Dave: Great question and this is exactly what the Choosing Wisely series is attempting to accomplish. The list published in conjunction with the American Academy of Allergy, Asthma and Immunology focuses on ten common errors in regards to testing or treatment for allergic conditions. This includes over use and improper interpretation of food specific IgE levels, improper ordering of IgG (memory antibody) levels for evaluation of food allergy, and ordering numerous tests in the evaluation of chronic idiopathic urticaria. Other topics include inappropriate use of sinus CT scans for sinusitis, lack of spirometry in the management of asthma, avoidance of influenza vaccination in egg allergic individuals, and overuse of IgG replacement therapy when proper diagnostic evaluation for underlying immune deficiency has not been performed.
AAC: You lecture, you Tweet, you write beautifully (including for us). Do you see any new media out there, social or otherwise, that you think will help bring the rest of us up to speed?
Dave: Well, thank you for the compliment. I thoroughly enjoy educating all levels of learners, from practicing physicians to the general public. I believe that the expanse of social media offers physicians a real opportunity to connect with one another as well as our patients. People are so thankful for any doctor who takes the time to reach out in this manner, it is extremely rewarding.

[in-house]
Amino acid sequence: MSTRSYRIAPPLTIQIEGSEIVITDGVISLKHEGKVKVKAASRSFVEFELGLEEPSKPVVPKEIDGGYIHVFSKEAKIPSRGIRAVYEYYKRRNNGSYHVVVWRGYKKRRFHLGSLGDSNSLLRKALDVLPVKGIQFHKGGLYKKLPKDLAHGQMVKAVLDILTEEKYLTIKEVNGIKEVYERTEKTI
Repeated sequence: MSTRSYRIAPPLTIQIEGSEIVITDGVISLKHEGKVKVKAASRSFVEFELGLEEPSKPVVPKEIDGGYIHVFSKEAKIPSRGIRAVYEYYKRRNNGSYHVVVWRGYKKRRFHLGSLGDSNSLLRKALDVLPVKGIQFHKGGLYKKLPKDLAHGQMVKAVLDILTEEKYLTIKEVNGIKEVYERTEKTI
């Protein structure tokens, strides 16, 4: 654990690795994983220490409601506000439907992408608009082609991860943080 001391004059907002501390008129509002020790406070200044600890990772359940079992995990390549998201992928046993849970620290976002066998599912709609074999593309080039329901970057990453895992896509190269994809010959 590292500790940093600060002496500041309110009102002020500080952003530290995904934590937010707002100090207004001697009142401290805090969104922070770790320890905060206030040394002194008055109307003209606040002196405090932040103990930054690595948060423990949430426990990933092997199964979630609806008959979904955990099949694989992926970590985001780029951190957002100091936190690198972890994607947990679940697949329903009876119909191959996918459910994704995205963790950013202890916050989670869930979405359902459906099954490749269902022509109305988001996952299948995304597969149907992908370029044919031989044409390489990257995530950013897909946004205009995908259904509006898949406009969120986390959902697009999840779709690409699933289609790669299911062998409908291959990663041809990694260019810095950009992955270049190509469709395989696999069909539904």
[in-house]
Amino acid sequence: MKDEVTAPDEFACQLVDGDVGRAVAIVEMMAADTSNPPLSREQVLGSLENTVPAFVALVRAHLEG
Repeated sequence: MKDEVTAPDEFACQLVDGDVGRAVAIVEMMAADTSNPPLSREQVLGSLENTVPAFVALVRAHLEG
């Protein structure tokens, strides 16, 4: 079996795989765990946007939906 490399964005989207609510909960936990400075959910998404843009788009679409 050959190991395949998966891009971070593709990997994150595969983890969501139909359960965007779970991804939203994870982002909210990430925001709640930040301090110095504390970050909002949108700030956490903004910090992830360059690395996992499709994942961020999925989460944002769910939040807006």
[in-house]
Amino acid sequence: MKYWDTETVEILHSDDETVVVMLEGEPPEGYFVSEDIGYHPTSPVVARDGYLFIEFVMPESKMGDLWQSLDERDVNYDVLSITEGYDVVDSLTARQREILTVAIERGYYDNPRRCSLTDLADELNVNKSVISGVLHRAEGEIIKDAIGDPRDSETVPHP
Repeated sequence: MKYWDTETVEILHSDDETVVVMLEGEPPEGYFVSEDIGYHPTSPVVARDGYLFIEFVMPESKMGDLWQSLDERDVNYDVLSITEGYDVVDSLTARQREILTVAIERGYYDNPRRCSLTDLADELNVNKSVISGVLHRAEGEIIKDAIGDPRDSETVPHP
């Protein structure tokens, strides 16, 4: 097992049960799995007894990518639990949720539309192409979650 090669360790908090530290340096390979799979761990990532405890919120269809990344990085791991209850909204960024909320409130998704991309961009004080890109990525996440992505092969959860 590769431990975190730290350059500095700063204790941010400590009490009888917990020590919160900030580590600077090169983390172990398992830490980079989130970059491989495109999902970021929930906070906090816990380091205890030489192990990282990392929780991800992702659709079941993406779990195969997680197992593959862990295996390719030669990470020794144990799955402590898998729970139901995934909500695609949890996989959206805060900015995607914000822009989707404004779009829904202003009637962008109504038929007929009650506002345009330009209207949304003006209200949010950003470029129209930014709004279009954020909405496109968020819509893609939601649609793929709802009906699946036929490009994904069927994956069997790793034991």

While I can’t predict the next new thing in regards to media outlets, I do believe that physicians, including medical organizations, are starting to realize the benefit of social media. Almost every major medical conference uses hashtags for attendees to post tweets, which then allows anyone to follow along with the latest research from across the world. I hope the value continues to be recognized, and also rewarded by traditional academic organizations and their consideration for promotion and tenure. I am very lucky to work for a forward thinking institution at Nationwide Children’s Hospital who has supported me from the start.
AAC: Thanks for your time.
David Stukus, MD, is board certified in Allergy/Immunology and is an Assistant Professor of Pediatrics at Nationwide Children’s Hospital and The Ohio State University in Columbus, Ohio. His clinical and research interests focus on asthma and food allergies, especially improving education and adherence for patients and families. As part of his research, Dr. Stukus has created novel technology and educational tools using mobile health apps to improve the care of patients, for which he was recognized with the Nationwide Children’s Hospital Department of Pediatrics Junior Faculty Award in November 2013. Dr. Stukus has been an active member of the medical advisory team for Kids with Food Allergies since 2009 and was elected to the Board of Directors for the Asthma and Allergy Foundation of America in 2014. Lastly, Dr. Stukus actively engages with food allergy support groups and participates in social media on twitter through @AllergyKidsDoc.